Scientists at work: Sloshing through marshes to see how birds survive hurricanes

A clapper rail with a fiddler crab in its bill. Michael Gray, CC BY-ND

by Scott Rush and Mark Woodrey (Mississippi State University)

When storms like Huricane Zeta menace the Gulf Coast, residents know the drill: Board up windows, clear storm drains, gas up the car and stock up on water, batteries and canned goods.

But how does wildlife ride out a hurricane? Animals that live along coastlines have evolved to deal with a world where conditions can change radically. This year, however, the places they inhabit have borne the brunt of 10 named storms, some just a few weeks apart.

As wildlife ecologists, we are interested in how species respond to stresses in their environment. We are currently studying how marsh birds such as clapper rails (Rallus crepitans) have adapted to tropical storms along the Alabama and Mississippi Gulf coast. Understanding how they do this entails wading into marshes and thinking like a small, secretive bird.

Least bittern in marsh grass
A least bittern, one of the smallest species of heron. Michael Gray, CC BY-ND

Mucky and full of life

Coastal wetlands are critically important ecosystems. They harbor fish, shellfish and wading birds, filter water as it flows through and buffer coastlines against flooding.

You wouldn’t choose a Gulf Coast salt marsh for a casual stroll. There are sharp-pointed plants, such as black needlerush​, and sucking mud. In summer and early fall the marshes are oppressively hot and humid. Bacteria and fungi in the mud break down dead material, generating sulfurous-smelling gases. But once you get used to the conditions, you realize how productive these places are, with a myriad of organisms moving about.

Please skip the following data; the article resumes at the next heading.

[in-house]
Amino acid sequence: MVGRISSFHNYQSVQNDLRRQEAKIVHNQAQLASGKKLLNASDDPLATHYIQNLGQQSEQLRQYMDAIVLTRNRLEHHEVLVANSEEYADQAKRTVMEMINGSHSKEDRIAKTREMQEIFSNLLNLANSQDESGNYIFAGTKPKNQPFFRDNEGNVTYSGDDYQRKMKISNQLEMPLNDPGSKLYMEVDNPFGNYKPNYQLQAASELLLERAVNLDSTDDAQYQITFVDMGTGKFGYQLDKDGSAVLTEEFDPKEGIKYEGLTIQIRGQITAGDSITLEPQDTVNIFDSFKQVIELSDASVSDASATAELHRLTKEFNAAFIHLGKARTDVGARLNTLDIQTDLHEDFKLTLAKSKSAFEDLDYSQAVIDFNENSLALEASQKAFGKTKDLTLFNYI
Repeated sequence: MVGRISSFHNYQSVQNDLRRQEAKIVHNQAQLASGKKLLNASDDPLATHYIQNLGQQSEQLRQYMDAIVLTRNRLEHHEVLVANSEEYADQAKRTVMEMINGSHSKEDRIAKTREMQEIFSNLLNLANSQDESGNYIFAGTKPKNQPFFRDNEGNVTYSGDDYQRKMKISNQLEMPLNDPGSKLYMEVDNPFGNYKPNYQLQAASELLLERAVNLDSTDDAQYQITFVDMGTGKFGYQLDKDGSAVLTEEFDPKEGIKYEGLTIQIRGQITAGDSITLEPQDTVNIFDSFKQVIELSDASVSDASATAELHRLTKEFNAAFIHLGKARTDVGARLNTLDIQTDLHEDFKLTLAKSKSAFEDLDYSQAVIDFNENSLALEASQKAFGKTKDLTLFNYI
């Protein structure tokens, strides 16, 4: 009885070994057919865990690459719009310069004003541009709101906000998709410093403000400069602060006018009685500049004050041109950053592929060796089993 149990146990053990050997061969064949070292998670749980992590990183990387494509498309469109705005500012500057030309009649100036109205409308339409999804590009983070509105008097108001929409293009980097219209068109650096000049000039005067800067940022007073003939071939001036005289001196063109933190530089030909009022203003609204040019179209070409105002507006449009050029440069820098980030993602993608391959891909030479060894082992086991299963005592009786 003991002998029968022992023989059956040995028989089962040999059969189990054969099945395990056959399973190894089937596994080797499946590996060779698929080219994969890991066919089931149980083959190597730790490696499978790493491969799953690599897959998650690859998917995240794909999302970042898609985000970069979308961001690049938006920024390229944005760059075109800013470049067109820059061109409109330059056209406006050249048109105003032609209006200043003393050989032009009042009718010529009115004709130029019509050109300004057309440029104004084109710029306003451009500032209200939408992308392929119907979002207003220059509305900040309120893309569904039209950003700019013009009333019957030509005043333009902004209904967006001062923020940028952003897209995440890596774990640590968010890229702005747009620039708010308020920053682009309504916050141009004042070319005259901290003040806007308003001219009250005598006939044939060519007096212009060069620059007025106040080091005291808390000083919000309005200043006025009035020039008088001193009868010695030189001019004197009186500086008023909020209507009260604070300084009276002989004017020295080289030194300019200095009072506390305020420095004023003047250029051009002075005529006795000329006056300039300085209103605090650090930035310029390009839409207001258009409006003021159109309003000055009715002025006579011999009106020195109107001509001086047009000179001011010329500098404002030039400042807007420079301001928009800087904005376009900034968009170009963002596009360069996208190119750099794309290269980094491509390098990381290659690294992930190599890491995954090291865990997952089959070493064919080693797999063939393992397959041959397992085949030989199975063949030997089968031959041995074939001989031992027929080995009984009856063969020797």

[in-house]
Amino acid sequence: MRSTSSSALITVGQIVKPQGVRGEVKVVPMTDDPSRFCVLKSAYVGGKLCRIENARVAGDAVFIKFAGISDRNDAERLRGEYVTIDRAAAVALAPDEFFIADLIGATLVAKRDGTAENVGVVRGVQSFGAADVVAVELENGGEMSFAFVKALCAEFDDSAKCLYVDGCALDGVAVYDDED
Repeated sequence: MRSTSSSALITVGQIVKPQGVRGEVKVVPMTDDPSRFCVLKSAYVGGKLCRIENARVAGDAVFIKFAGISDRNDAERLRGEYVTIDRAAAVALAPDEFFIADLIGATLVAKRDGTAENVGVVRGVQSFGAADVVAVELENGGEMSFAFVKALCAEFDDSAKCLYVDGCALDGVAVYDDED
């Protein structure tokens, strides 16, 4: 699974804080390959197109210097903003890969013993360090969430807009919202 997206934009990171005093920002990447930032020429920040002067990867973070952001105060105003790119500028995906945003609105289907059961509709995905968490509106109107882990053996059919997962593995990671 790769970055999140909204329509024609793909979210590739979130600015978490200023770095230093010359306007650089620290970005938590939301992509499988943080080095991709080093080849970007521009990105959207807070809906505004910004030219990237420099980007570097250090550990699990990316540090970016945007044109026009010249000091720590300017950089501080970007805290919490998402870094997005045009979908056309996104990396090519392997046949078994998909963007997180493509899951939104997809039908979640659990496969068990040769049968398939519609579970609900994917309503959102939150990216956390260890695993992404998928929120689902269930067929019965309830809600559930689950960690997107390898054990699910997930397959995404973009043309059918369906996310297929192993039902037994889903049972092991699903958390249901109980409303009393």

Marsh birds are adept at hiding in dense grasses, so it’s more common to hear them than to see them. That’s why we use a process known as a callback survey to monitor for them.

First we play a prerecorded set of calls to elicit responses from birds in the marsh. Then we determine where we think the birds are calling from and visually estimate the distance from the observer to that spot, often using tools such as laser range finders. We also note the type of ecosystem where we detect the birds – for example, whether they’re in a tidal marsh with emergent vegetation or out in the open on mud flats.

Through this process we’ve been able to estimate the distributions of several species in tidal marshes, including clapper rails, least bitterns (Ixobrychus exilis) and seaside sparrows (Ammospiza maritima). We’ve also plotted trends in their abundance and identified how their numbers can change with characteristics of the marsh.